Tuesday, December 19, 2006

DKA Contest HM Poem: R. L. Copple's "Black Hole Relationships"

Another of the honorable mention poems from the DKA Poetry Contest is up at Dragons, Knights & Angels.

This poem was nevertheless memorable to me because of one particular word which I couldn't immediately decide whether it was perfect for the subject and possibly brilliant, or ridiculous and out of place.

I ultimately landed in the position that it was fun and offered a precise image... and was assuredly different.

The phrase with the controversial word: inevitability of spaghettification

Read all of "Black Hole Relationships."

Tuesday, December 12, 2006

"On the Crest of Victoria Crater"

Anohter of DKA's honorable mention poems from our contest is up, this one winking at us with a sense of humor:

"On the Crest of Victoria Crater" by Deborah P. Kolodji

Sunday, December 10, 2006

WD Poetry Contest Deadline Approaching

In case you're interested in entering the Writer's Digest Poetry Contest, find the particulars of when, what, and how HERE:


First Place: $500

Second Place: $250

Third Place: $100

Fourth Through Tenth Place: $25

Eleventh Through Twenty-Fifth Place: $50 gift certificate for Writer's Digest Books.

* The names and poem titles of the First through Tenth-Place winners will be printed in the August 2007 Writer's Digest, and winners will receive the 2007 Poet's Market.

For entrants paying with a credit card, we will accept entries submitted online.

Entry Deadline: Wednesday, December 20, 2006

Hat tip to Vicki for the reminder.

Three Views of the Capture of the City
of Bisanthe by Samantha Henderson

Triptych: Three Views of the Capture of the City of Bisanthe

Not a pleasant subject, but beautifully done, and the last lines are unexpected and meaningful.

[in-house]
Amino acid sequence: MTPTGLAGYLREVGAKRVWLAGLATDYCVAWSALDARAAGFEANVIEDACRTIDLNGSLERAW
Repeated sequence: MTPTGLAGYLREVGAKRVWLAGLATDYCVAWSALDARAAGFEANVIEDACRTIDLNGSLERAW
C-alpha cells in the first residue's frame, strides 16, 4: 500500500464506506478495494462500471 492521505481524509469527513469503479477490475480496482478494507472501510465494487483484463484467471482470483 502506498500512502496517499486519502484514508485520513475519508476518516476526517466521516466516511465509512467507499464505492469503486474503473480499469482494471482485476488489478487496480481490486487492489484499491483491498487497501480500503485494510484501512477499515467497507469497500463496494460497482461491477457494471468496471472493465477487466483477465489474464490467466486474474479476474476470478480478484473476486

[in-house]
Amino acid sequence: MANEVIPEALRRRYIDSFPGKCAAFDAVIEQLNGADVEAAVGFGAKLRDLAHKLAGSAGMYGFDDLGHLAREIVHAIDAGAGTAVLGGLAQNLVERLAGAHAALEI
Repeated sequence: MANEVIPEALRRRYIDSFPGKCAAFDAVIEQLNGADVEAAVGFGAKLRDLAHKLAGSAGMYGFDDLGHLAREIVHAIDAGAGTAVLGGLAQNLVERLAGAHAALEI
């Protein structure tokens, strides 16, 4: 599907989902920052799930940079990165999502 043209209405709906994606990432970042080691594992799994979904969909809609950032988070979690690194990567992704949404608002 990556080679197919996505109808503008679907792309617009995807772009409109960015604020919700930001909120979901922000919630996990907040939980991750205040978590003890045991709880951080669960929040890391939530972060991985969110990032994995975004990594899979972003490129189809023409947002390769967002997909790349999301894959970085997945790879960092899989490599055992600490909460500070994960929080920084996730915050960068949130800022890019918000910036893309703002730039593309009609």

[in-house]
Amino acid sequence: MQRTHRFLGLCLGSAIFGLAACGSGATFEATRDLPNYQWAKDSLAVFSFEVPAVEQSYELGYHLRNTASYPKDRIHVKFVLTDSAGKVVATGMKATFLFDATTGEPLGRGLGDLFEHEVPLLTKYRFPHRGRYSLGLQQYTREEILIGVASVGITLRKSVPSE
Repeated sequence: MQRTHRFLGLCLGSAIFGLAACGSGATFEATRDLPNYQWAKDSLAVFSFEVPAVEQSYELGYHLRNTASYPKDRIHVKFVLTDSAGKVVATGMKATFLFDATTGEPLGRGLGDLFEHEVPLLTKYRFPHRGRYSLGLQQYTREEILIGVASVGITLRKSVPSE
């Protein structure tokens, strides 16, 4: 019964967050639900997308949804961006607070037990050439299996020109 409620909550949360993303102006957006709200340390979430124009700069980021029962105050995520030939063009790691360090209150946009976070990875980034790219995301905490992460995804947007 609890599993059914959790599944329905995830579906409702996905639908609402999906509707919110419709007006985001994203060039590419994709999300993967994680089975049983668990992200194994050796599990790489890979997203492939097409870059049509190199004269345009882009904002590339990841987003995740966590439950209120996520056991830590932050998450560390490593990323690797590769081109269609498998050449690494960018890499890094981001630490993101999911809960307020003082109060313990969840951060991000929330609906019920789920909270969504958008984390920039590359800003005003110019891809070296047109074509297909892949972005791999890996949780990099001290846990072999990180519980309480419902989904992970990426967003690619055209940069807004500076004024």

Very fast becoming one of my fave speculative poets, Samantha is.

Saturday, December 9, 2006

Dragons, Knights & Angels: Poetry Contest Winners

John Kuhn's winning poem is up. Here's the first stanza:

Shrouded, wound about in mists as ancient
as Leviathan, hidden as his yawning lair
Atlantis in clouded absinthian waters,
they lie, awaiting splendor’s blade to lay them bare.

Read "Statuary" here.

Malcolm Deeley's wonderful poem "Two Cathedrals" came in second. I really love this one, the mood, the mystery, the allusions. It's a winner with me.

The third place poem, "Transport" by Chris Mikesell, takes familiar, romantic terms that are cliche and makes them new by the literalness imposed by context.

Some of the honorable mention poems are also up at DKA. Drop by.

Margarita Engle's "A Garden In Cuba"

"where tame human voices

fall silent

in the wild presence

of overgrown


Read it here

Poetry For A Good Cause

The Nox Anthology: Dark Poets Against Abuse

Experience the powerful catharsis of Dark Poetry - Live as a committed activist against despair and violence. These things are not incompatible. These pages are a non-commercial effort by a community of poets, who wish to contribute to the work of making safe havens for women and children who are victims of domestic and other violence. In lieu of payment to the creators of this poetry and art, a regular donation is made to C.A.S.A. (Community Action Stops Abuse).


My focus here will be on poetry, and specifically speculative poetry.

If one wants to get even more specific--and why shouldn't one--I might say that Christian speculative poetry is of great interest to me, and I want to highlight it on this blog. Sadly, there isnt' a whole lot of it Christian speculative poetry, so I don't want to limit myself.

It suffices to say poetry is the subject here, and let that beautiful world--poetry--fill this blog's air.

While I tweak and rework and fiddle with colors and headers, please visit a couple of my poems that are available (free) online:

1. My contest-winning speculative poem, "Into The Heart." A stranded spacing crew, and a wild hope that seems very much like madness.

2. My poem "Monument." It's one fantasy answer to the real question, "Why did Lot's wife turn around?"

Feel free to comment and recommend speculative poems you think are good. I'm always looking around for fine reading.